Walking through Kreuzberg, I realized what a great choice it was to organize the Berlin Change Days in that part of town. Great for roaming the streets (we had splendid autumn weather), great for shopping (I bought a windercoat) and going out (Jazzclub in Rosenthaler Strasse). I had just been asked to co-design and co-facilitate the BCD in 2016. No wonder I had a smile on my face as I strolled along the sunny streets.
The Berlin Change Days, I found, has a human scale and a stimulating diversity on many levels. This edition saw 130 attendants from Peru to Portugal from Australia to Lebanon join together in the “global Agora for people who are passionate about organizational and personal development.”
This year’s theme was around transformative change. In his key-note address, founder Holger Neuheimer, defined four change-facilitator archetypes to meet today’s turbulence: Snake-charmer, Crafstman, Socerer, Jester.
Lead facilitator, Eugenio Mollini, further developed this angle by applying psychological categories to the domain of the change practitioner. The role of the facilitator, he argued, has developed from promoting change to being the change himself: being a safe place, being vulnerable, humble, inclusive and embodying his gift.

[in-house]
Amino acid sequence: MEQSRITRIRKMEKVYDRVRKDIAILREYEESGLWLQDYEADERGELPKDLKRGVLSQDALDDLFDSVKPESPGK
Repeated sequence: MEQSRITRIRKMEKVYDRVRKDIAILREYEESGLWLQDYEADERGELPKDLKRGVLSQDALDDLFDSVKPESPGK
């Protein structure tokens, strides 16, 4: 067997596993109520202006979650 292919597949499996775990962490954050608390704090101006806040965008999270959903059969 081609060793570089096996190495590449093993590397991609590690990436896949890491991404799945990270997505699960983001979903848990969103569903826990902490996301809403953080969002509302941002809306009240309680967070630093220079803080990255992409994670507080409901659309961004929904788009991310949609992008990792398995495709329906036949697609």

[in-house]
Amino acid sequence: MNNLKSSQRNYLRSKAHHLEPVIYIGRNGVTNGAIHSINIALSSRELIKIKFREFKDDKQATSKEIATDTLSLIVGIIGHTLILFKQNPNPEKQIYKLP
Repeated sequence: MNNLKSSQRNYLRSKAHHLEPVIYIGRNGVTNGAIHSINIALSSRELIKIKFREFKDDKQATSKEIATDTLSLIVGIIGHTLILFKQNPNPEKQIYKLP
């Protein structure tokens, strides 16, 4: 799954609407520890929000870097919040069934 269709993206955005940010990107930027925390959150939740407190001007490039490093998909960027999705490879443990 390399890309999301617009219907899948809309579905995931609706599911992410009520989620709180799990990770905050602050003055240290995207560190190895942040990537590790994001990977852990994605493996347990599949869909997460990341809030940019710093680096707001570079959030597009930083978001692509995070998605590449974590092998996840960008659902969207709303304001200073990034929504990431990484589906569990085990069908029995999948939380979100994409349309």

This focus on the facilitator as a human being proved a valuable perspective for attending the workshops on offer. Presenters from across the globe treated subjects like Digital transformation, Shame, pride and vulnerability, Sociocracy, Non-violent communication, Working with dilemma’s, etc. They shared knowledge, tools and experiences and built a rich learning space. There was enough to be satisfied and more to be curious about.
So, it will be a wonderful challenge to keep the 2016 Berlin Change Days as intimate, stimulating and at the edge of learning as it was this year. And to build upon its 7 year’s tradition of increasing scope and attendance. Preparations for #BCD16 will soon begin when we go looking for an over-arching theme, inviting speakers and designing a program that matters. To address the questions that disturb and inspire us.